• Hepatitis E: Like hepatitis A, this viral strain also causes liver inflammation and spreads through contaminated food and water. Most people fully recover within two to six weeks. In rare circumstances, some patients can develop acute liver failure (fulminant hepatitis) that requires hospitalization.

What is the global impact of hepatitis?

Globally, the hepatitis problem is growing. Currently, according to the World Health Organization, there are roughly 354 million people living with either hepatitis B or C worldwide. That number has been increasing annually for a decade.

Hepatitis B and C account for most cases, impacting 296 million and 58 million people, respectively. Less is known about how many people have types A, D, and E. These infections, mostly B and C, lead to approximately 1.34 million deaths every year, up 22 percent since 2000.

The situation is the same in the United States. After declining for a decade, hepatitis cases have skyrocketed in recent years. Between 2010 and 2018, the number of reported hepatitis C cases quadrupled. Even efforts to prevent hepatitis B have stalled, leading to a 114% increase in cases from 2006 to 2013.

How can hepatitis be prevented or treated?

If you’re concerned about your risk of being exposed to or contracting hepatitis, you can determine your risk online and then talk with your doctor. Fortunately, there are many ways to lower your risk to prevent infection.

Follow these measures if you work in an environment where you could be exposed, such as a daycare center, nursing home, or restaurant, or if you feel you engage in behaviors that increase your chances for exposure:

  • Get the hepatitis A and B vaccines (there is no vaccine for hepatitis C)
  • Practice good personal hygiene, including thorough handwashing with soap and warm water
  • Drink bottled water while traveling
  • Don’t share needles to take drugs of any kind
  • Don’t share personal items with someone infected with the virus
  • Be cautious when getting tattoos or piercings
  • Be cautious when traveling in areas with poor sanitation
  • Use a condom during sex

If you are diagnosed with hepatitis, treatment is available. The therapy you receive will depend on the strain of virus you have:

  • Hepatitis A: There is a vaccine for hepatitis A. If you’re unvaccinated, most cases are short-lived and won’t require any treatment. If you’re infected and are uncomfortable and vomiting, however, your doctor might suggest a temporary diet that will help you stay hydrated and well-nourished.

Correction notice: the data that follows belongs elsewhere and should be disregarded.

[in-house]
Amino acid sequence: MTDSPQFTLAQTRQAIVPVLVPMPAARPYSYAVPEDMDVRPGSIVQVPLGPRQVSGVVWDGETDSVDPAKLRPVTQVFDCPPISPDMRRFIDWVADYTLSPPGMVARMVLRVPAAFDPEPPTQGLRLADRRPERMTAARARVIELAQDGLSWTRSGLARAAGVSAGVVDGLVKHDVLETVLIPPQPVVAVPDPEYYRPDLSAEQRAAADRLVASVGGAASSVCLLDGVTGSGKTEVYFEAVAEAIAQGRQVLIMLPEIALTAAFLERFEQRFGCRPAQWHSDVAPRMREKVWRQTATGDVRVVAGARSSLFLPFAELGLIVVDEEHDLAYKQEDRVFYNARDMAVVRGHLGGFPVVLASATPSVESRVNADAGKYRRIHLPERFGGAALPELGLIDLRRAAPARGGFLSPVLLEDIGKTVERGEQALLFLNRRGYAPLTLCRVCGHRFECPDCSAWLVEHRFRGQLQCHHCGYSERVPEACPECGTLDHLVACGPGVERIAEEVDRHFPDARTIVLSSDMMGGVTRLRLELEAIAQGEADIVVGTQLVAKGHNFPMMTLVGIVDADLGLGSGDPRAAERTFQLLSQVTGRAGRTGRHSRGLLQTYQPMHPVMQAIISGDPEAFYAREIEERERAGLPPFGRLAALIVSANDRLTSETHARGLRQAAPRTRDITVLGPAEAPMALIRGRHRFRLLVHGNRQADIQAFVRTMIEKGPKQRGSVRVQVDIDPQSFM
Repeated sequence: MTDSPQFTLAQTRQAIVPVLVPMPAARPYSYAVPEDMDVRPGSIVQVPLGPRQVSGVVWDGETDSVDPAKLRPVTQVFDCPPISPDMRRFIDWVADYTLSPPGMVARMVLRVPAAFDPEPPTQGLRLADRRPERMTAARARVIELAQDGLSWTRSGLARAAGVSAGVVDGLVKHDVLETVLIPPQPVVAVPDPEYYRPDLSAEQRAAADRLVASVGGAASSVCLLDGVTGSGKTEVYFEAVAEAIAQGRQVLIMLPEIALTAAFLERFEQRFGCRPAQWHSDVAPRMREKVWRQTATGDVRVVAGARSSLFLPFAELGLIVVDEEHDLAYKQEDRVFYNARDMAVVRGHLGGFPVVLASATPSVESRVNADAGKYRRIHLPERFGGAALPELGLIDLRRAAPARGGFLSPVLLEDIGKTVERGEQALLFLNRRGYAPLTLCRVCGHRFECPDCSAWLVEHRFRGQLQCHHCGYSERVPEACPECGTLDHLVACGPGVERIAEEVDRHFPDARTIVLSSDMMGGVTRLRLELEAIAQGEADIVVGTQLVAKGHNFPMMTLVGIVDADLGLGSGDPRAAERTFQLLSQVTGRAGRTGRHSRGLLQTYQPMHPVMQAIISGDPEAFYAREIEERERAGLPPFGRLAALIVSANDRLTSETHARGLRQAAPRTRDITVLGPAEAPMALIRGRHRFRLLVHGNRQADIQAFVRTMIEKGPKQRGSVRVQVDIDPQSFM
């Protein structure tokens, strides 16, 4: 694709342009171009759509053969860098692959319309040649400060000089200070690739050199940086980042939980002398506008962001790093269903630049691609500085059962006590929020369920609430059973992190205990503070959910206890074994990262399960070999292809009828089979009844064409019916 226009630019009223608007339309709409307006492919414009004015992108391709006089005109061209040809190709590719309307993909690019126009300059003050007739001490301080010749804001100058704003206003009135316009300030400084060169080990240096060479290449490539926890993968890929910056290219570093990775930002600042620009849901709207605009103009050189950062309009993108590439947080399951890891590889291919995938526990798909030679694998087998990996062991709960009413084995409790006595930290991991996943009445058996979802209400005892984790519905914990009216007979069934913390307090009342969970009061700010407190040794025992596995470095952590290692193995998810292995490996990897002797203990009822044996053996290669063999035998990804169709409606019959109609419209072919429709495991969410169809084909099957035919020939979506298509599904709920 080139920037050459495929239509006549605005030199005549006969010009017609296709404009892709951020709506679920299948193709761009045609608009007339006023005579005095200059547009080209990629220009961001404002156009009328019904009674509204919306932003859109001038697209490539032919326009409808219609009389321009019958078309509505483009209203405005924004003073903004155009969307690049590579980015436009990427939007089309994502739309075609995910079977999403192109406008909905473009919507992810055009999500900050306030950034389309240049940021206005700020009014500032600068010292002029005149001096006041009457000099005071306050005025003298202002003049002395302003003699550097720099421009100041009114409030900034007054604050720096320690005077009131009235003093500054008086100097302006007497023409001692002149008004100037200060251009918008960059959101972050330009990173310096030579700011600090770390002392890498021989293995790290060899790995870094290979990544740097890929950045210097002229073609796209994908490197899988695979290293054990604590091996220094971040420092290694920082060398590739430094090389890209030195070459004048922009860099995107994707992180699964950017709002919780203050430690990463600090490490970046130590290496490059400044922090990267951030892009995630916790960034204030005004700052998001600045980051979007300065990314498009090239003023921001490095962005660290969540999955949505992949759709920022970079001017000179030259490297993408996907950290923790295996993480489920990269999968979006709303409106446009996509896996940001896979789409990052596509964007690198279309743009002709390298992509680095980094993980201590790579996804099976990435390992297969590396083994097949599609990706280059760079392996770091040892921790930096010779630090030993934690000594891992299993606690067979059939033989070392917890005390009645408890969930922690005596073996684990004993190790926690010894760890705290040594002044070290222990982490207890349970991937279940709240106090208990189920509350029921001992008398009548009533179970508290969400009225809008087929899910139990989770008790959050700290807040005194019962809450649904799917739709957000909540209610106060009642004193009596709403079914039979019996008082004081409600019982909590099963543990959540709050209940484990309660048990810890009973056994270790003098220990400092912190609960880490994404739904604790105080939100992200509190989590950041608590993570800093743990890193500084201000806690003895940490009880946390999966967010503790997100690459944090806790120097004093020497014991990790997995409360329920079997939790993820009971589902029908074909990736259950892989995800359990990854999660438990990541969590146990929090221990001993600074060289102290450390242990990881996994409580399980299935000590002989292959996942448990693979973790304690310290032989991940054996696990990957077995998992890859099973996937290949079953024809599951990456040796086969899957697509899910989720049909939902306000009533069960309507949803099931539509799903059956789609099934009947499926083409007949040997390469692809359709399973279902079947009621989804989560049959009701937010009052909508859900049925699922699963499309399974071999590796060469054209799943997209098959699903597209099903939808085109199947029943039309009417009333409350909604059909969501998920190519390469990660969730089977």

• Hepatitis B: Like hepatitis A, there is a vaccine for hepatitis B. However, if you’re infected and develop chronic hepatitis, you will need antiviral medications for several months or years, as well as regular medical evaluations and monitoring.
  • Hepatitis C: Antiviral medications can help with both acute and chronic hepatitis C infection. Your doctor can help you determine which combination of antivirals will work best for you. If you’ve developed cirrhosis or liver disease, you could be a candidate for a liver transplant.
  • Hepatitis D: A 48-week treatment called pegylated interferon alpha can be used to potentially slow the progression of liver disease. However, it can cause severe side effects and shouldn’t be used in patients who have cirrhosis or those with autoimmune diseases or psychiatric conditions.
  • Hepatitis E: There isn’t a specific course of treatment for this strain since most people recover without any problems. Your doctor will likely tell you to get rest, drink plenty of fluids, eat a healthy diet, and avoid alcohol.


Find a doctor

If you have concerns about or think you might have a hernia, it’s important to see a gastroenterologist at the Providence Liver and Pancreas Center or primary care doctor. Through Providence Express Care Virtual, you can also access a full range of health care services.

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Related resources

Hepatitis C and liver disease — should you be concerned?

Ask the expert: All about hepatitis C

This information is not intended as a substitute for professional medical care. Always follow your health care professional's instructions.

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About the Author

The Providence Health Team brings together caregivers from diverse backgrounds to bring you clinically-sound, data-driven advice to help you live your happiest and healthiest selves.